Safety Tips for Older Drivers
EAST LANSING. The Partnership for Family Safety is distributing a new brochure entitled, "How's My Driving? Simple Tips for Maintaining Driving Skills" that provides resources and information to help older drivers stay safely behind the wheel.
"By 2030, one out of every five Americans will be over the age of 65," stated F/Lt. Jim Shaw, Commander, Michigan State Police Prevention Services Section. "Research has shown that even though older drivers travel fewer miles per year they are more prone to being seriously injured or killed in a traffic crash."
Based on the estimated annual miles traveled, the fatality rate for drivers age 65 and older is an astonishing 17 times higher than the rate for drivers 25 to 64 years old.
The good news is that the number and severity of crashes involving older drivers in Michigan is declining. A recently released study of crash data from 1998 to 2002, commissioned by the Office of Highway Safety Planning, found that fatal and serious injury crashes involving drivers age 65 and older decreased by 23 percent during this period. They note, however, that it may be too soon to determine if this downward trend will continue or whether it was a one-time occurrence.
The Partnership for Family Safety wants to increase safe driving among older drivers by helping them to understand that driving is a physical exercise which requires a certain level of strength, flexibility and coordination to do safely.
"As people age, a decline in physical fitness is inevitable, however, studies have shown that exercise can actually slow down the aging process," stated Janice C. Klos, Chief Executive Officer, Michigan Academy of Family Physicians. "Flexibility fitness training can be an effective tool in improving range of motion and increasing levels of fitness among older drivers, resulting in better driving skills."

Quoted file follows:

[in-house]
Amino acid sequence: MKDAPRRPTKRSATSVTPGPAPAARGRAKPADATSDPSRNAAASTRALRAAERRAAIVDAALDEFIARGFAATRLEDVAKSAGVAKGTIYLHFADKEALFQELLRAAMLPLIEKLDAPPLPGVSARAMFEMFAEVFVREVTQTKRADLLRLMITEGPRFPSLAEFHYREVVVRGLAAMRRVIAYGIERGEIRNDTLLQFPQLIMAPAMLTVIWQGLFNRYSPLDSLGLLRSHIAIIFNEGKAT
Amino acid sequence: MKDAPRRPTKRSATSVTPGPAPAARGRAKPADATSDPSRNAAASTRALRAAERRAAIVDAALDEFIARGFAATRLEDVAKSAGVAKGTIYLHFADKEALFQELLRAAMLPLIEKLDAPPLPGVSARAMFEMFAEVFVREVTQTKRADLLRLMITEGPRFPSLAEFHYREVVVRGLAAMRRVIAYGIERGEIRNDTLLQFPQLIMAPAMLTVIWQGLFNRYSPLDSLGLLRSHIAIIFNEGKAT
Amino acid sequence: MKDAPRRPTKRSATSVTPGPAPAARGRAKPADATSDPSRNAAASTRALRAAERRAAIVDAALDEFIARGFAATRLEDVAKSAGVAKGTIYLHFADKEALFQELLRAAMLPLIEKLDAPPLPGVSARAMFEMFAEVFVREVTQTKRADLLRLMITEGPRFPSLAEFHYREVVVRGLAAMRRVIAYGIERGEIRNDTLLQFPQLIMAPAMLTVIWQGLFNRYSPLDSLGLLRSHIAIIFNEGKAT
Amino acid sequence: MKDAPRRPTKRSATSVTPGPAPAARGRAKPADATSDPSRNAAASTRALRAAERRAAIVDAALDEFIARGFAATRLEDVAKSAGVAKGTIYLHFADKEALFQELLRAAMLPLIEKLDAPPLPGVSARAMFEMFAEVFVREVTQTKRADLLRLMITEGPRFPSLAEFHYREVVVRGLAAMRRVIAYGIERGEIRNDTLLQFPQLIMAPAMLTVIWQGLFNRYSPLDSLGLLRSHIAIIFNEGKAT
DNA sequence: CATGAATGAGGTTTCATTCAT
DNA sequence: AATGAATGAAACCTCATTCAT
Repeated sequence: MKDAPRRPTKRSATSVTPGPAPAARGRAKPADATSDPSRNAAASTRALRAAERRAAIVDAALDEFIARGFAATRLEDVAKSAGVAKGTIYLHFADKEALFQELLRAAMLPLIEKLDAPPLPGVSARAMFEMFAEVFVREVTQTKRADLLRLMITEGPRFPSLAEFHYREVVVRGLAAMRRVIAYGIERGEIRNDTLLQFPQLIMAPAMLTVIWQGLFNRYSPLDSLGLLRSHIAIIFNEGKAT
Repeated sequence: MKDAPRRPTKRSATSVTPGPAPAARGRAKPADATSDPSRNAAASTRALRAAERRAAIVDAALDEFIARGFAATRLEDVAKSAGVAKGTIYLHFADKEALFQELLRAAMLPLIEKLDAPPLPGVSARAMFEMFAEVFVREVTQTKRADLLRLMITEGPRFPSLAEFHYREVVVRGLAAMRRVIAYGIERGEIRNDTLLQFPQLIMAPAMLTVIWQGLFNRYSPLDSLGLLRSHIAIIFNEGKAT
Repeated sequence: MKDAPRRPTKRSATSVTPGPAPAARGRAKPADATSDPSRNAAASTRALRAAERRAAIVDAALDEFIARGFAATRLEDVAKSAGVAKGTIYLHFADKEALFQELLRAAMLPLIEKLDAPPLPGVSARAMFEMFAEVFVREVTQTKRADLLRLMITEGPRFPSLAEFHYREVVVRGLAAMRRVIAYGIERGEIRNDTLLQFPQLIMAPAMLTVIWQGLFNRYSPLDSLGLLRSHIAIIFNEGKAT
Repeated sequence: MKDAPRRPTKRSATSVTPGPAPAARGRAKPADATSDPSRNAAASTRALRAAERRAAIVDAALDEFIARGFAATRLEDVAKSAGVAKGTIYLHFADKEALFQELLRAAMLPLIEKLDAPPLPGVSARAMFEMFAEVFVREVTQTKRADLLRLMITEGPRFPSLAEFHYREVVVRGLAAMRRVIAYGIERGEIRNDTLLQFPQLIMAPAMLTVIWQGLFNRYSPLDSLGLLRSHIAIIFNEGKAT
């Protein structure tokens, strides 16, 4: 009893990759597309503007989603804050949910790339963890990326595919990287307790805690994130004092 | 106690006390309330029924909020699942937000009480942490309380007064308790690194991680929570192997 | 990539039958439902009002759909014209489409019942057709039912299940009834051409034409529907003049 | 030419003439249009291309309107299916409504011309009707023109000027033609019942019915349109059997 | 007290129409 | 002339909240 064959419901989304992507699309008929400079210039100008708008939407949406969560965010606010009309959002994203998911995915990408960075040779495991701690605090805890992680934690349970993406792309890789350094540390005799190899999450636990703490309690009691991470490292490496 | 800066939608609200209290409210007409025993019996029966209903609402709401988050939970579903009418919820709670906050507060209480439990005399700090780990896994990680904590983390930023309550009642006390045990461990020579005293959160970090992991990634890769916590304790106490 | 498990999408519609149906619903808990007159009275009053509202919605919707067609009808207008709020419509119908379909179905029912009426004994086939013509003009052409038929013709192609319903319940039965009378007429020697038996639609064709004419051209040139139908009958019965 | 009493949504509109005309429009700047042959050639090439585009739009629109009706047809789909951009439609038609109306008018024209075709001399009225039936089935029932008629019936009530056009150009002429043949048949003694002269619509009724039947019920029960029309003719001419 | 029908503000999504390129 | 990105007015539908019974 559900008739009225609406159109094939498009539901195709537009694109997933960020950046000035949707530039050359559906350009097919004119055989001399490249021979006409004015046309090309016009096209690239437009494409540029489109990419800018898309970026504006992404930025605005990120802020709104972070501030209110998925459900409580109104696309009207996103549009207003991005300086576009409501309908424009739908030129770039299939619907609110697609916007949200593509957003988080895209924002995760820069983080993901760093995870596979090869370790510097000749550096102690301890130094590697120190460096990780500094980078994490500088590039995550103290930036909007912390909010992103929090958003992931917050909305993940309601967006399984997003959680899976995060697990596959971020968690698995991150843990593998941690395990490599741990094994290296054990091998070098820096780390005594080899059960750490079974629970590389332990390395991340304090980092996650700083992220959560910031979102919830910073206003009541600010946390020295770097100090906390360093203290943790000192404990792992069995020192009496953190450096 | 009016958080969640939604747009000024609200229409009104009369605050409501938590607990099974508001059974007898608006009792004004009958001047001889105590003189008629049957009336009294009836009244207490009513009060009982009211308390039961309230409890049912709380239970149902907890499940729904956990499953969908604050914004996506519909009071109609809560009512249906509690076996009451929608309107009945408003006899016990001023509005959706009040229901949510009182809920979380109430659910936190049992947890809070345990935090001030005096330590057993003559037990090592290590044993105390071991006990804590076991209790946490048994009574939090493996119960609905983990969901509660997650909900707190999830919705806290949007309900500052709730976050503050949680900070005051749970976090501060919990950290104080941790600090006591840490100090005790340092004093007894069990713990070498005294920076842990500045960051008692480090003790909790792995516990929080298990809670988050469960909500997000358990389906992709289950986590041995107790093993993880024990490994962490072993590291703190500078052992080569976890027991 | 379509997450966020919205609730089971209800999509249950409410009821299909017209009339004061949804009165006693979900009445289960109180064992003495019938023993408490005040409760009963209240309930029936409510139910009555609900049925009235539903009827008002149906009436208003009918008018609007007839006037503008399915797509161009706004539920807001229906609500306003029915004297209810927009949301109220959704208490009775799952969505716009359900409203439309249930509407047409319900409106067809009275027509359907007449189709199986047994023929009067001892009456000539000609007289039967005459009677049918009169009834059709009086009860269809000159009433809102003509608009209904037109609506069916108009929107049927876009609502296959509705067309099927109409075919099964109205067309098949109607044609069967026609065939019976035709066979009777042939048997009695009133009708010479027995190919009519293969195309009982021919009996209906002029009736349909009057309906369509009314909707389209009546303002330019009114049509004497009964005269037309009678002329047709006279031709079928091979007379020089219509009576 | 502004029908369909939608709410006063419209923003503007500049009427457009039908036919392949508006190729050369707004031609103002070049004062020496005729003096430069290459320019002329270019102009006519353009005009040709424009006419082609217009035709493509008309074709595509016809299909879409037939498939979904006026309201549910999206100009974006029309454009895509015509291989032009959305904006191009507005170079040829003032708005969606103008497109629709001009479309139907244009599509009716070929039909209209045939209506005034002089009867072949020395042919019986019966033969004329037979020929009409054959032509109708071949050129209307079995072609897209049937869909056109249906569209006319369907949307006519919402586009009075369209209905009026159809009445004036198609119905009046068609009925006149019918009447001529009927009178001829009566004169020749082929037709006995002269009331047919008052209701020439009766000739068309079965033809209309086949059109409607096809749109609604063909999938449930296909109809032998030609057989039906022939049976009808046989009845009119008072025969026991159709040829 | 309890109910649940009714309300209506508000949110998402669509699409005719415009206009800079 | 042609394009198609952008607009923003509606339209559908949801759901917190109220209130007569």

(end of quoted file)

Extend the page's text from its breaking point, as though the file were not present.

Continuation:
In addition to flexibility exercises, the "How's My Driving" brochure also contains tips on how to safely cope with a decline in vision, an 11-question self-assessment test and information on safety and mobility features that are available in new cars.
"There are people of every age that are safe, responsible drivers," stated Mr. John Zimmerman, Director of Community Communication, Meijer Corporation. "No one should be expected to give up their driver's license based solely on their age. The goal of this brochure is to help keep older drivers on the road as long as they can safely drive."
Free copies of the "How's My Driving" brochure are available at Meijer Pharmacies and at offices of family physician members of the Michigan Academy of Family Physicians. An electronic version is also available on the Michigan Academy of Family Physicians' web site at www.mafp.com and the Michigan State Police web site at http://www.michigan.gov/documents/ElderlyDriving_0909_84709_7.pdf
The Partnership for Family Safety is a cooperative effort involving the Michigan State Police, Meijer Stores and the Michigan Academy of Family Physicians (MAPF) to provide safety prevention education to Michigan citizens. There are 65 Meijer stores and nearly 3,000 MAFP family doctors across the state.
FOR ADDITIONAL INFORMATION:
F/Lt. Jim Shaw, Michigan State Police, (517) 333-4006
Ms. Janice C. Klos, Michigan Academy of Family Physicians, (800) 833-5151
Mr. John Zimmerman, Meijer Corporation, (616) 791-5267